DOES “ORDERLY GOVERNMENT” TRUMP THE FIRST AMENDMENT?
by KrisAnne Hall, ©2012, blogging at KrisAnneHall
(Mar. 2, 2012) — The protected right of the people peaceably to assemble is something that has fundamental and historical foundations. Our founders established a clear “no trespassing sign” in our first amendment to keep the government away from this fundamental right. “Congress shall make no law abridging…the right of the people peaceably to assemble, and to petition the Government for a redress of grievances.” Legislation in the Congress seems to be treading on the grounds of this constitutionally restricted territory.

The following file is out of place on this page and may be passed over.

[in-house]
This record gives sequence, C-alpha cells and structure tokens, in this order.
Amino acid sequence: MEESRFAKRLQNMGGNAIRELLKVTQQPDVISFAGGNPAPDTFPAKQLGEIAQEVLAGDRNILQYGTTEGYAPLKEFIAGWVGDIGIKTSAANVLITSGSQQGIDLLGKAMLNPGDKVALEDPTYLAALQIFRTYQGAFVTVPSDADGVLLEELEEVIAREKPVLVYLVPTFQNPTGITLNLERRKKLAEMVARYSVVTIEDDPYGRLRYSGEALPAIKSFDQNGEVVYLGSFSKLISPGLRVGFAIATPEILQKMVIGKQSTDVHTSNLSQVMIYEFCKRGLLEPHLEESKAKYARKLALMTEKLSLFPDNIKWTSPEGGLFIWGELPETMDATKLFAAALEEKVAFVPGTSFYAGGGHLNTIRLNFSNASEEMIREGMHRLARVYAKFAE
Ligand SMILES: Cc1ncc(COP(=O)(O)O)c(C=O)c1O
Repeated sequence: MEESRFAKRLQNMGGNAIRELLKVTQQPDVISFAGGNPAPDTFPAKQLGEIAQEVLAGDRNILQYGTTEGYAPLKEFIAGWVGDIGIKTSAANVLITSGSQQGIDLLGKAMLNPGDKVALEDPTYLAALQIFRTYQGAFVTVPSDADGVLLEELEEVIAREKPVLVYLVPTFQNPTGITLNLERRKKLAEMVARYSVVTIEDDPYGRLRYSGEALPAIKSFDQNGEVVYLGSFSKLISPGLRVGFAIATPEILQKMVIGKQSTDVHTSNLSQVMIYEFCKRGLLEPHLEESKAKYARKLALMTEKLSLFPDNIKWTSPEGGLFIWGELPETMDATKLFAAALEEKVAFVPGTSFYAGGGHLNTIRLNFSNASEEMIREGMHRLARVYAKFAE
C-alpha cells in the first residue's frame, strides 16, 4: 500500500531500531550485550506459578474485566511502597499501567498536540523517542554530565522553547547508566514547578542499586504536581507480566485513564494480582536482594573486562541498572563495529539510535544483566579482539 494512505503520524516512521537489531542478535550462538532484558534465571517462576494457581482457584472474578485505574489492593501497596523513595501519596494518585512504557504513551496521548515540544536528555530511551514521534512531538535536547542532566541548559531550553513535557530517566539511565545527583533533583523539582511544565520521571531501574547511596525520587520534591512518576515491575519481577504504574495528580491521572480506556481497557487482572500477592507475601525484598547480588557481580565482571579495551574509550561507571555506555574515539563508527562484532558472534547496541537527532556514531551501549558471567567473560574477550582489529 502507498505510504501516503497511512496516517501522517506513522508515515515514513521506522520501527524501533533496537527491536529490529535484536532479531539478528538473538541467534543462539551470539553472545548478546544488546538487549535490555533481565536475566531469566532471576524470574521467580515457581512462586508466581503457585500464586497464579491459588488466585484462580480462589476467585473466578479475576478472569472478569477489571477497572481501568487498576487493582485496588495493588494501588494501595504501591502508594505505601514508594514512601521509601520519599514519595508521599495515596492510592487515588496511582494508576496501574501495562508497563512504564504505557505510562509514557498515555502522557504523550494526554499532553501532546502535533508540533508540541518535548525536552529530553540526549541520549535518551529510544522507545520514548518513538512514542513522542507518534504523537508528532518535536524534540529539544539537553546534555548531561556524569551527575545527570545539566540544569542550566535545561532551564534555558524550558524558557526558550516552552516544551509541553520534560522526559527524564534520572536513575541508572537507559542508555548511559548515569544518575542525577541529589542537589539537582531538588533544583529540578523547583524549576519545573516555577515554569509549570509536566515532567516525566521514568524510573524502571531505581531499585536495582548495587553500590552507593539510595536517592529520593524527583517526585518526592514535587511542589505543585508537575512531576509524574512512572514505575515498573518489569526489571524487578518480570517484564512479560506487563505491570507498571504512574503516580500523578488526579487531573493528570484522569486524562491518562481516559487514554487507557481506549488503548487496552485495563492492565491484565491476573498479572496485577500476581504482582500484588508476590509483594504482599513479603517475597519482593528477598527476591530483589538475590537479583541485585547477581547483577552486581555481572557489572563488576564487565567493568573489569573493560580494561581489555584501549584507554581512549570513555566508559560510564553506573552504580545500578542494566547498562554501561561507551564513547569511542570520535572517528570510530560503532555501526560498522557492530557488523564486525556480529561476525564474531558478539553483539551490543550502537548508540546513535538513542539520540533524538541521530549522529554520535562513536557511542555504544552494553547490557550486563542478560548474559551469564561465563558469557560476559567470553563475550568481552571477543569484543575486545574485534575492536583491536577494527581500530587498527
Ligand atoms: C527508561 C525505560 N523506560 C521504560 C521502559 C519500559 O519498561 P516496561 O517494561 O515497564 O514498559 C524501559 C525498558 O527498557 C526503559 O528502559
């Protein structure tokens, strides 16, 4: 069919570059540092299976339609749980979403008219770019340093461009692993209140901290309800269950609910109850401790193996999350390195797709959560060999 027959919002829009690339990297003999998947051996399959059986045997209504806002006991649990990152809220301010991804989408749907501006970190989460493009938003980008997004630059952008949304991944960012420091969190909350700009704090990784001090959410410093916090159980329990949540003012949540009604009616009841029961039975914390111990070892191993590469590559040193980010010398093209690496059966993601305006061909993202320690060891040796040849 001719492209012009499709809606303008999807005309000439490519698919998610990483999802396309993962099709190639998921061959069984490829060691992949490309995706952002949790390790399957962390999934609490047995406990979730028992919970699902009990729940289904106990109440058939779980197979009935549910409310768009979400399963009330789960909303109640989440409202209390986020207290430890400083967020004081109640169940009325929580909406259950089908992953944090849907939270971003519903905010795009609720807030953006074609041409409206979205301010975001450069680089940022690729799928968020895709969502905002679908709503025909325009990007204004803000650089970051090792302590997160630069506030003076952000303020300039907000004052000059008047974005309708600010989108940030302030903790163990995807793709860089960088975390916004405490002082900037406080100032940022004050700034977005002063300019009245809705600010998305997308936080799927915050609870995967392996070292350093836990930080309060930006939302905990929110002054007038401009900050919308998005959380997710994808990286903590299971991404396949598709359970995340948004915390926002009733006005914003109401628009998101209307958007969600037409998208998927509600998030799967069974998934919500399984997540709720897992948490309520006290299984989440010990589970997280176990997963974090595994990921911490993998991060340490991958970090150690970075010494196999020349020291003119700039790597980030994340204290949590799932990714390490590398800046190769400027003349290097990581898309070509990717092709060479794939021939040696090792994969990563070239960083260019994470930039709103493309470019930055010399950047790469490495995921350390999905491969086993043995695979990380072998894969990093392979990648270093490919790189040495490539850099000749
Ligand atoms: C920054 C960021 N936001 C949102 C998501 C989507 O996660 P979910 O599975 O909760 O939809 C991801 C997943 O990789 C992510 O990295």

HR 347 and S 1794, the ‘‘Federal Restricted Buildings and Grounds Improvement Act of 2011” has nothing to do with improving landscaping around federal buildings. This bill is being presented as a No Trespassing bill. Reasonable people understand that restrictions and protections are needed for government officials and government functions. However, this legislation makes it a federal crime to simply DISRUPT the ORDERLY CONDUCT of government. The violator doesn’t have to be on the grounds where the government business is being conducted, just within the vicinity of the self-proclaimed business. The law is not limited to buildings or locations as the title suggests, but seems to be “roving” and follows persons protected by Secret Service wherever they go.
1752(a)(2) knowingly, and with intent to impede or disrupt the orderly conduct of government business or official functions, engages in disorderly or disruptive conduct in, or within such proximity to, any restricted building or grounds when, or so that, such conduct, in fact, impedes or disrupts the orderly conduct of Government business or official functions;